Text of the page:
It doesn’t stop there either. When talking spinnerbaits, Bassman broke new ground in developing contrasting skirt colours and soft plastic trailers with great effects on inland species such as bass, Murray cod, saratoga, sooty grunter and golden perch. Across the board, contrast has been used in the lure industry for a very good reason. It just works.
Around the Townsville area we often have a lot of stirred water, due to the mud flats and wind that stirs them up. It goes without saying that a lure that can be seen when conditions are less than perfect is more likely to get intercepted.
Offshore, big nannies and trout have been the main species that have graced the decks. Plenty of mackerel and tuna have been caught trolling at high speed.
Sailfish and marlin are surprisingly common at the moment too. There have been plenty of sightings east of Townsville and a few have been tempted trolling gar and mullet. We get a fair idea of what the billies are doing when the 10/0 SL12 Gamakatsu hooks sell out pretty quickly all of a sudden.
Small wolfies have been working a treat on the Spanish over the last couple of weeks, and with the average size of the Spanish being around the 8-10kg mark, the smaller wolfies are just a nice size to tempt them.
Barra have been pretty hard to pinpoint at times even for the fanatics. Apart from trolling the local rivers, anglers heading a bit further north and south of town have been doing the best. Locally speaking, most of the reasonable fish are being taken either at night, or down deep through the day time using plastics and vibes.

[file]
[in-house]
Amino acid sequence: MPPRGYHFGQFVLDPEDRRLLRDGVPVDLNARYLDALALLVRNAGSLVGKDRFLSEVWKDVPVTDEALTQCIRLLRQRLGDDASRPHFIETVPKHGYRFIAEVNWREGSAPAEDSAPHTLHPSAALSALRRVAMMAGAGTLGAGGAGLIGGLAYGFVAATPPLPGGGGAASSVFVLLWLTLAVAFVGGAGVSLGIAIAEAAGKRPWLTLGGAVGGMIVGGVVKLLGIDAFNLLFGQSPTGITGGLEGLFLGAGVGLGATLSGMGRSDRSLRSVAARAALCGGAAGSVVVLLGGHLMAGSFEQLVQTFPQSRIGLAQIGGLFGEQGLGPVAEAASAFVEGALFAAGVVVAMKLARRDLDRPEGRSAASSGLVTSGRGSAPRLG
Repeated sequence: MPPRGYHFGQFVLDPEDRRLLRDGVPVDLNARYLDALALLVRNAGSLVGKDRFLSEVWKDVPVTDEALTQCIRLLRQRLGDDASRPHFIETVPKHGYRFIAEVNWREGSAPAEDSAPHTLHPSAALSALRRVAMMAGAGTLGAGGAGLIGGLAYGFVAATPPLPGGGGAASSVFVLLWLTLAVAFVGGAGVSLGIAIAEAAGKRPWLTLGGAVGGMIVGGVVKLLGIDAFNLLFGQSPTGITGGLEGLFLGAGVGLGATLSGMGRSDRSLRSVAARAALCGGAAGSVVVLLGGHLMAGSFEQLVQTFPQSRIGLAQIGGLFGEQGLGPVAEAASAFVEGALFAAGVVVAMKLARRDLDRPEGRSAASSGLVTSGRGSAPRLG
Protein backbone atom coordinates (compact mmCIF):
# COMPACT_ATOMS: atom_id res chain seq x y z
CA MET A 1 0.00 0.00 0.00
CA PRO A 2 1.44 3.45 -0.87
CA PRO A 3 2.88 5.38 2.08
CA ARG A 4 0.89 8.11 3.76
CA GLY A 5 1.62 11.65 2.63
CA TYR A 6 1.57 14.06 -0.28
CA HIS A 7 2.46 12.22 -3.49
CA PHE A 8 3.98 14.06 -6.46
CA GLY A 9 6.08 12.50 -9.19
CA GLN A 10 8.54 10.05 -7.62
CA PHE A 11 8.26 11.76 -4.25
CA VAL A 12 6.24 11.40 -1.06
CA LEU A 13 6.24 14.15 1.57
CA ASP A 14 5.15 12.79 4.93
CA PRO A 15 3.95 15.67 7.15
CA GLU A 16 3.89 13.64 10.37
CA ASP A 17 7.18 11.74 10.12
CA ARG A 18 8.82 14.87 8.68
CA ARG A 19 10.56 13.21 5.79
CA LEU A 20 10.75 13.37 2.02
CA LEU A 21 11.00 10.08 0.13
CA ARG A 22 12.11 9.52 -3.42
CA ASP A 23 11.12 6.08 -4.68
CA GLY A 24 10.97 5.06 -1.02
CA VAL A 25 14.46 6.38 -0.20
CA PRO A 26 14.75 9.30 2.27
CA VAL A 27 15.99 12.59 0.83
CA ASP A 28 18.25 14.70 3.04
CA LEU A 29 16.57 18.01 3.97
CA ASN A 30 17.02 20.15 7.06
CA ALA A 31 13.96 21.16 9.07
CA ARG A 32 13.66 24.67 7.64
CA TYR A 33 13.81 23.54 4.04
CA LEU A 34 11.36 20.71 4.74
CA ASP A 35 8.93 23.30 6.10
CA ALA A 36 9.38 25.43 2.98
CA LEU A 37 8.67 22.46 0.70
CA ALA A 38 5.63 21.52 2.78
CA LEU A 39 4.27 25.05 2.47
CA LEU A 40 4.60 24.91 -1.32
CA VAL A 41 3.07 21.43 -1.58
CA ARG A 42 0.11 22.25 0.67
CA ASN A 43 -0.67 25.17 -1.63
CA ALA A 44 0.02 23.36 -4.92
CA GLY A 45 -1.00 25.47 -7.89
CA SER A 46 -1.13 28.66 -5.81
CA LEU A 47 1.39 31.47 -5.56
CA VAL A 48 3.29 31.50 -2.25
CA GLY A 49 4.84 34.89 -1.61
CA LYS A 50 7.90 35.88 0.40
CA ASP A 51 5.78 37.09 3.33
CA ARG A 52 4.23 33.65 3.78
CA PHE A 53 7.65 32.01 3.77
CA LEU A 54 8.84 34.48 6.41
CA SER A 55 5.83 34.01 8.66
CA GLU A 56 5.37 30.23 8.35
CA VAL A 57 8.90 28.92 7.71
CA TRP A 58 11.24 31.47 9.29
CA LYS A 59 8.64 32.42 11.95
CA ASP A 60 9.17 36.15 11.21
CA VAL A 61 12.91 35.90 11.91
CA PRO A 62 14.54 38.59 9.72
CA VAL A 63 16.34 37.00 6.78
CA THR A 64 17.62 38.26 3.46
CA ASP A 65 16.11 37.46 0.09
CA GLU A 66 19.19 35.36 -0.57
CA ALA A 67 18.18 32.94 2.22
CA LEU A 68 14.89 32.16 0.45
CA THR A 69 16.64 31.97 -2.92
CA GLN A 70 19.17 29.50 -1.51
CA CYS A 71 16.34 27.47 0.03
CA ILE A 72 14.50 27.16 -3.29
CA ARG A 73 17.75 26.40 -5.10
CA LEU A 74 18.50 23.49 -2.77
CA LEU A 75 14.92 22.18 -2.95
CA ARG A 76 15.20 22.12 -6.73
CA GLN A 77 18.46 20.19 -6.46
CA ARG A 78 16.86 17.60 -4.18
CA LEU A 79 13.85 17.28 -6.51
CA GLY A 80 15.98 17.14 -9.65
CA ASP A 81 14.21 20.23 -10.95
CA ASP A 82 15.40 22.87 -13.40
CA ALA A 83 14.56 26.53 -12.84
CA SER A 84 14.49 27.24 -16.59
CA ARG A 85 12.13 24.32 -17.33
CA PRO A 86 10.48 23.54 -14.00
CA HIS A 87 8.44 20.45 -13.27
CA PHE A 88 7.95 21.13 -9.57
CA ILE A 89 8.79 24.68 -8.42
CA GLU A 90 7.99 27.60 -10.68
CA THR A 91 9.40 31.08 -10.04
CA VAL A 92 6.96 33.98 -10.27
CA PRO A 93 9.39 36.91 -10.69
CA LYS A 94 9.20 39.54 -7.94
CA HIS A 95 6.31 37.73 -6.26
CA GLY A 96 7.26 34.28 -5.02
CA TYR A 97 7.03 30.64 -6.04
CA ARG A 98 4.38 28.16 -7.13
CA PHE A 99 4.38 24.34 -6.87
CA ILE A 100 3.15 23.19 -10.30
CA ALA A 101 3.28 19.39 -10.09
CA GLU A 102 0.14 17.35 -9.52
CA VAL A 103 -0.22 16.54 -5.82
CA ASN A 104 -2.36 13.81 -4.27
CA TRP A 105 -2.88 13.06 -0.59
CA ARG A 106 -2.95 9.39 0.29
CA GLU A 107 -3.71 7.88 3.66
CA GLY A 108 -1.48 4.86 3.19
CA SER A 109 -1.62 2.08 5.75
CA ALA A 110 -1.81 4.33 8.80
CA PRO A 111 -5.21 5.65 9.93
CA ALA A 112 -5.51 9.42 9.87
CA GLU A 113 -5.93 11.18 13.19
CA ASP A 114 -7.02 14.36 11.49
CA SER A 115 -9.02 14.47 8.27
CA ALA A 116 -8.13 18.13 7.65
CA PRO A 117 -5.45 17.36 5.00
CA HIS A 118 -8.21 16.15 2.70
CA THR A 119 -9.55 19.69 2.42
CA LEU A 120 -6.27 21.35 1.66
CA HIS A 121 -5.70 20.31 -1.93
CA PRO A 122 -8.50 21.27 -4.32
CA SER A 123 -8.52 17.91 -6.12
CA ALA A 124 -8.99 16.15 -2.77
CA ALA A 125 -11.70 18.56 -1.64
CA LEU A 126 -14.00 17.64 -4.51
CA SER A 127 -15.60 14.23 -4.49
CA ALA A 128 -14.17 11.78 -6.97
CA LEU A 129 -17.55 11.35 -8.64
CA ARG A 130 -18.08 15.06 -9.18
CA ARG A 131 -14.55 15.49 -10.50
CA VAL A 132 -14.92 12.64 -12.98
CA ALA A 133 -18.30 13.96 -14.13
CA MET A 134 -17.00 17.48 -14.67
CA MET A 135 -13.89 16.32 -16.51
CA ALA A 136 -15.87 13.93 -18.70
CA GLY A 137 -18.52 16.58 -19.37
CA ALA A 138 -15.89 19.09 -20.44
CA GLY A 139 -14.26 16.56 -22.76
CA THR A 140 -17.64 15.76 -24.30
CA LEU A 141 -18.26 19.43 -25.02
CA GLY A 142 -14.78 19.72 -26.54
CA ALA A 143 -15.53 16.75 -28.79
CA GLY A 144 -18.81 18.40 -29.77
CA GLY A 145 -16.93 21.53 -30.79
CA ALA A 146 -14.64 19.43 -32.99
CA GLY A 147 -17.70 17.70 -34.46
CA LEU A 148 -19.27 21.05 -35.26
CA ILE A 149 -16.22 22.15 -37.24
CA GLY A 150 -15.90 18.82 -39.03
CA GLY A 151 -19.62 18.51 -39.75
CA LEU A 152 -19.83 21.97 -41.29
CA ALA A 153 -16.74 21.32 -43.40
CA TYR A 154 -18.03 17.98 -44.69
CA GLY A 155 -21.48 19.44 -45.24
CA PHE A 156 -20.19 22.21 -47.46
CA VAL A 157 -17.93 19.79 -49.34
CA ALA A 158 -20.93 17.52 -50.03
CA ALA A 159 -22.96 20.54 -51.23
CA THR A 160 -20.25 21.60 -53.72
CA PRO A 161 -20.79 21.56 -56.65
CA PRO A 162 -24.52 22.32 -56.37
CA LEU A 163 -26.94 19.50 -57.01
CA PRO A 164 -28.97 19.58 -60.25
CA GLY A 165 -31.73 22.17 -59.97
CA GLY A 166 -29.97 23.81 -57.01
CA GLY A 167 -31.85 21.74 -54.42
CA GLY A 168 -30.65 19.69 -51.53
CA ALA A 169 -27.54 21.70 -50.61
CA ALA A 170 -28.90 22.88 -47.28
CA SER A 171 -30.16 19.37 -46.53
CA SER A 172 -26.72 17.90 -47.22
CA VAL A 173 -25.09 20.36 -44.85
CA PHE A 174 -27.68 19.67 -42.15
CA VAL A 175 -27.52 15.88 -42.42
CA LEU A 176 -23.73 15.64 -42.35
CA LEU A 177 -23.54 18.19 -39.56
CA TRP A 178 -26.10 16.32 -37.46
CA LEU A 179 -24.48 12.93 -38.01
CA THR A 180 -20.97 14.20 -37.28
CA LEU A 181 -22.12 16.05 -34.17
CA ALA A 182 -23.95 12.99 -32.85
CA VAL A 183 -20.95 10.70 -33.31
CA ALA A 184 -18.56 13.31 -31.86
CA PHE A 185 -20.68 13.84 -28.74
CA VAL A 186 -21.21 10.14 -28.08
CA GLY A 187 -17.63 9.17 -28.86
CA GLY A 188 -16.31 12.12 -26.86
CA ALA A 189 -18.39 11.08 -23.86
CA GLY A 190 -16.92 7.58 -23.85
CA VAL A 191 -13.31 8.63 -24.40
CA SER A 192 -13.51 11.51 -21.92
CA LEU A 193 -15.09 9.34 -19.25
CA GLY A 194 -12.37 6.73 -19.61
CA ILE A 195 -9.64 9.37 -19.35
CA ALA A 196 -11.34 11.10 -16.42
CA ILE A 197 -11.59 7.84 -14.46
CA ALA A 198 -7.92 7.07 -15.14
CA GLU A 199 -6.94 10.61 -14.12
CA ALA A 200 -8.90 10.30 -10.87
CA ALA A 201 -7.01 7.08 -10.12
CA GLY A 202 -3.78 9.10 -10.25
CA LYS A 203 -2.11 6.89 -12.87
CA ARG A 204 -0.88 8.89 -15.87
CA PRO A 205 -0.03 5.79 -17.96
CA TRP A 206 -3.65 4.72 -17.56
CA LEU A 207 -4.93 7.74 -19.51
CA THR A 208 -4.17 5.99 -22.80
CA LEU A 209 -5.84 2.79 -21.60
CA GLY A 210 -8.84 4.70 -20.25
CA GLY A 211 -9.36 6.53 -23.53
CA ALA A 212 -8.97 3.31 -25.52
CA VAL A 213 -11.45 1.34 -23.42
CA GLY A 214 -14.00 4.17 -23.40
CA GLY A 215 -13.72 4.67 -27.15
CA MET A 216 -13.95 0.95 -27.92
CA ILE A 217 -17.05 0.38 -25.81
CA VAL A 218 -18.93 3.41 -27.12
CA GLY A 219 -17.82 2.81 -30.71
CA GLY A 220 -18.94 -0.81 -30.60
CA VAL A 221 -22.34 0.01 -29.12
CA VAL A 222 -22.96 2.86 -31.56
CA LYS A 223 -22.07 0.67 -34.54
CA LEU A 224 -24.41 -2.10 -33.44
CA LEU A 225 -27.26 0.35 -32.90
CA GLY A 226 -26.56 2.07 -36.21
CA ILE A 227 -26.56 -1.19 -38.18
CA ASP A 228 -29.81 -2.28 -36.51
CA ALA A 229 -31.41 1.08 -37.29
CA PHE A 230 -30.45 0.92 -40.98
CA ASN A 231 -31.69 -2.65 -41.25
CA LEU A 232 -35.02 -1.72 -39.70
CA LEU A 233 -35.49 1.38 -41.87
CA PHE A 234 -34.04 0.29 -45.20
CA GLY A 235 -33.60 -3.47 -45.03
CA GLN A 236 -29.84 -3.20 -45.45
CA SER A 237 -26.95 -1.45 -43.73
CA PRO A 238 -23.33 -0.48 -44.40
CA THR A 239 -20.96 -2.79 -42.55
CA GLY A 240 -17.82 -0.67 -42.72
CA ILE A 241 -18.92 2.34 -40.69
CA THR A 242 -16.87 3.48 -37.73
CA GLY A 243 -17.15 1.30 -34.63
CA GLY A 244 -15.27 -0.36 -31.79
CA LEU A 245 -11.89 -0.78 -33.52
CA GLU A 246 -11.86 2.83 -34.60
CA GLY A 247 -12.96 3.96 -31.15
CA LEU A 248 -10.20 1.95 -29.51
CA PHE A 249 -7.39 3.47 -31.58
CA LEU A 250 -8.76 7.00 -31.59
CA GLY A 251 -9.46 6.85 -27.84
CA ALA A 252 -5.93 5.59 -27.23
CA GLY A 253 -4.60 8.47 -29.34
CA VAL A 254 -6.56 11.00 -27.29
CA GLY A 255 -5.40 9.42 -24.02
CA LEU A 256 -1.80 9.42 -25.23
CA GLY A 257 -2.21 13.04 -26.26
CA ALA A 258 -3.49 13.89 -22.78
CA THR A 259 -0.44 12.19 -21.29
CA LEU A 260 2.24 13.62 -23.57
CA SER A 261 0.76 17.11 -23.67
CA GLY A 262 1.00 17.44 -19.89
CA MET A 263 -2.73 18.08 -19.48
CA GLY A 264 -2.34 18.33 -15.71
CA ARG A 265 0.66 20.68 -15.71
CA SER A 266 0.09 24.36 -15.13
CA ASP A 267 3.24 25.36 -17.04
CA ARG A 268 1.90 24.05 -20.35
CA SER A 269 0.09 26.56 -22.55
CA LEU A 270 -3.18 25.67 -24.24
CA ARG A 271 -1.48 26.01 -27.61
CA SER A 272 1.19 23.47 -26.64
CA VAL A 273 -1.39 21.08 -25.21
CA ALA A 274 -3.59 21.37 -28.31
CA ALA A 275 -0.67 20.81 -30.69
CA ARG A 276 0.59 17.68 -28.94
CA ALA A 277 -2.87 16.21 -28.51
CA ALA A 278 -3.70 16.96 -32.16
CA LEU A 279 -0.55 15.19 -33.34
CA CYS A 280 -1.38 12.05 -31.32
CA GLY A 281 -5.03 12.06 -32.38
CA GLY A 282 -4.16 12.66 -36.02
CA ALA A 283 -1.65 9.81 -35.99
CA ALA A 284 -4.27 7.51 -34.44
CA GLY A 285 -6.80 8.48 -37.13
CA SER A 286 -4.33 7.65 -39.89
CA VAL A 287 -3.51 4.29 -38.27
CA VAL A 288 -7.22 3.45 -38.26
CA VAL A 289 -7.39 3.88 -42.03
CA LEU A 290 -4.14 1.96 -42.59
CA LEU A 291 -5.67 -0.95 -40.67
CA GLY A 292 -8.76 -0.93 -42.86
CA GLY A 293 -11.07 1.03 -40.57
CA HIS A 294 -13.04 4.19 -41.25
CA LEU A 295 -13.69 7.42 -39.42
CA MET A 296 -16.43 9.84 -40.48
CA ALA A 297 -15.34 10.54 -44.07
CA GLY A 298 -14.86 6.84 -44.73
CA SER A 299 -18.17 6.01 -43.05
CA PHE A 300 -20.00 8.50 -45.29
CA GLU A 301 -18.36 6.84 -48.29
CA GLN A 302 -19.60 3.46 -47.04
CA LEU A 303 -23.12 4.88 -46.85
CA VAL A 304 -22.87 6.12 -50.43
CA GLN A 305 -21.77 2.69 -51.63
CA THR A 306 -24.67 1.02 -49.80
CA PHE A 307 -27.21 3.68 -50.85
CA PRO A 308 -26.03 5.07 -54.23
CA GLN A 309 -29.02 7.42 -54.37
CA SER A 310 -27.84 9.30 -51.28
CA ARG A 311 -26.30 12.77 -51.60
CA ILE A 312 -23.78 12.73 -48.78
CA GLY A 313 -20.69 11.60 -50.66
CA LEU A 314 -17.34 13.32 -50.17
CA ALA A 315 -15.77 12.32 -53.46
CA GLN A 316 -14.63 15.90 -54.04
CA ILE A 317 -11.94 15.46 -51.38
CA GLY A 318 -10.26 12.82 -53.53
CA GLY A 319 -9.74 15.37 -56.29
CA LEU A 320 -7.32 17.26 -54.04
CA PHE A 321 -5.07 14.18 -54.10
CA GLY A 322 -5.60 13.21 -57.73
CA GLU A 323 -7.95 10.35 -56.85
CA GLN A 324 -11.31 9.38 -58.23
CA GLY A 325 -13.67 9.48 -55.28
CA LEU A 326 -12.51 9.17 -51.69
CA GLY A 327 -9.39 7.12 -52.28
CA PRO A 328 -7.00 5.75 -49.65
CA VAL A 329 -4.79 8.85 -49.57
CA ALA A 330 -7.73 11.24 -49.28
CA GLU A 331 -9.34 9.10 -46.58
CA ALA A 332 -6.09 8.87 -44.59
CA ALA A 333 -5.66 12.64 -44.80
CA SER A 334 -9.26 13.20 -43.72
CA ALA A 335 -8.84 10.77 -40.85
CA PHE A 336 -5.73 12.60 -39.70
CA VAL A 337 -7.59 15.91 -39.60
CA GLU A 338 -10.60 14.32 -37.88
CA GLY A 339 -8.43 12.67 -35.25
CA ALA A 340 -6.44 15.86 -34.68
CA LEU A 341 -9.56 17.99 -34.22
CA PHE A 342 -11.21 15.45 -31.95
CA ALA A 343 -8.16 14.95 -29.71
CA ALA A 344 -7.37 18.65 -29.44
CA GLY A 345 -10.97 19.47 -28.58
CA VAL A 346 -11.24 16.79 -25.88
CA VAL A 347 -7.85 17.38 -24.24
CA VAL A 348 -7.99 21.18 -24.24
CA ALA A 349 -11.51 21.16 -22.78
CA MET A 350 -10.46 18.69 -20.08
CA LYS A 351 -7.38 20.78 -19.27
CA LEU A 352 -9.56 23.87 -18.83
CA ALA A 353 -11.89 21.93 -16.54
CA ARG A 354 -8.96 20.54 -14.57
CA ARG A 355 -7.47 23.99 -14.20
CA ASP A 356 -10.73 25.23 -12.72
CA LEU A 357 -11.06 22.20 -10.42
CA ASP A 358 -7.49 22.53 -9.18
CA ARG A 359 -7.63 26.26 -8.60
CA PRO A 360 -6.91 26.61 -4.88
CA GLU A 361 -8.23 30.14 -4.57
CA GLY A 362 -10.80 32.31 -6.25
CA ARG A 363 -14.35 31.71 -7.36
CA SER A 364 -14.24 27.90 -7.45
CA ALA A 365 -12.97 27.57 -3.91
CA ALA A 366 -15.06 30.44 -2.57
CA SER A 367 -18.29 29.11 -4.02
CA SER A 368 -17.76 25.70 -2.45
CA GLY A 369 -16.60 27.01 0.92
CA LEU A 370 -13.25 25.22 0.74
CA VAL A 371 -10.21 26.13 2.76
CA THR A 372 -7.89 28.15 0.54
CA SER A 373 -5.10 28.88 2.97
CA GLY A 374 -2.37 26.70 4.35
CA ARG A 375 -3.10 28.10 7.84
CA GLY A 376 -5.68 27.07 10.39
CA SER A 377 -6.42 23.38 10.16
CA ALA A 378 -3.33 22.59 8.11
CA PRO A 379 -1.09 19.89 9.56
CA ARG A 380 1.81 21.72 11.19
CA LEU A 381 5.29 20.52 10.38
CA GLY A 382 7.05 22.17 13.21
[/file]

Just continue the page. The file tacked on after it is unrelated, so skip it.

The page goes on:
Trolling has been accounting for most of the fish in the rivers. With some fresh still running out, the deeper sections of rivers have been the best, from what I’ve heard. I’d think that as the rest escapes a little more, the bait should be back up on top, and so should the barra and jacks.
One tactic that is a proven technique for chasing the jacks in particular is to find the sweet spot, the spot where the run-out tide hits the run-in tide, and then chase it as it goes upstream. The last two times we have been out, this has been the secret to finding active fish.
Since Debbie has nicked off, the wind has still been hanging around. This will be short lived and things should settle down a bit in the next couple of weeks as the offshore water temperatures drop and things become more stable.